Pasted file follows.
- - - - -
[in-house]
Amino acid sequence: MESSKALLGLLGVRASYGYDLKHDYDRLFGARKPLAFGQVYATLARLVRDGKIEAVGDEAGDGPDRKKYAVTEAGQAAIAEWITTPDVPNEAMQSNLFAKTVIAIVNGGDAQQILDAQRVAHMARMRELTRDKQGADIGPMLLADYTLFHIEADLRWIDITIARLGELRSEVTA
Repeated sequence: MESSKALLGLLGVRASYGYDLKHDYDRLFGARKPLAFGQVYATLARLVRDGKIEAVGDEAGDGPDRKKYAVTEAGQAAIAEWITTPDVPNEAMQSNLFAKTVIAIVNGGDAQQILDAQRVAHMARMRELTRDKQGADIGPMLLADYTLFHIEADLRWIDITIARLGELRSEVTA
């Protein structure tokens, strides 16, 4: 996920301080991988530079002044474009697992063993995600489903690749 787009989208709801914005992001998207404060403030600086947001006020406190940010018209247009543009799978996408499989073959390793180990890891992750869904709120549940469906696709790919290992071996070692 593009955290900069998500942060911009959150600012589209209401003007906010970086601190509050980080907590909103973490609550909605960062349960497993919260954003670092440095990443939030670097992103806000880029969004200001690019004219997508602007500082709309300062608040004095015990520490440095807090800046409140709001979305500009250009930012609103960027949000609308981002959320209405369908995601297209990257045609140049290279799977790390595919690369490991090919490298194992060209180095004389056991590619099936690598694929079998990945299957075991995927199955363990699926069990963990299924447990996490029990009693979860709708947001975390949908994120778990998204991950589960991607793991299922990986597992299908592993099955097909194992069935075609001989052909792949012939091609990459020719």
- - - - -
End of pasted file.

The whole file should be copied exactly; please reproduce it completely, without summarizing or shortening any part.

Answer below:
[in-house]
Amino acid sequence: MESSKALLGLLGVRASYGYDLKHDYDRLFGARKPLAFGQVYATLARLVRDGKIEAVGDEAGDGPDRKKYAVTEAGQAAIAEWITTPDVPNEAMQSNLFAKTVIAIVNGGDAQQILDAQRVAHMARMRELTRDKQGADIGPMLLADYTLFHIEADLRWIDITIARLGELRSEVTA
Repeated sequence: MESSKALLGLLGVRASYGYDLKHDYDRLFGARKPLAFGQVYATLARLVRDGKIEAVGDEAGDGPDRKKYAVTEAGQAAIAEWITTPDVPNEAMQSNLFAKTVIAIVNGGDAQQILDAQRVAHMARMRELTRDKQGADIGPMLLADYTLFHIEADLRWIDITIARLGELRSEVTA
């Protein structure tokens, strides 16, 4: 996920301080991988530079002044474009697992063993995600489903690749 787009989208709801914005992001998207404060403030600086947001006020406190940010018209247009543009799978996408499989073959390793180990890891992750869904709120549940469906696709790919290992071996070692 593009955290900069998500942060911009959150600012589209209401003007906010970086601190509050980080907590909103973490609550909605960062349960497993919260954003670092440095990443939030670097992103806000880029969004200001690019004219997508602007500082709309300062608040004095015990520490440095807090800046409140709001979305500009250009930012609103960027949000609308981002959320209405369908995601297209990257045609140049290279799977790390595919690369490991090919490298194992060209180095004389056991590619099936690598694929079998990945299957075991995927199955363990699926069990963990299924447990996490029990009693979860709708947001975390949908994120778990998204991950589960991607793991299922990986597992299908592993099955097909194992069935075609001989052909792949012939091609990459020719």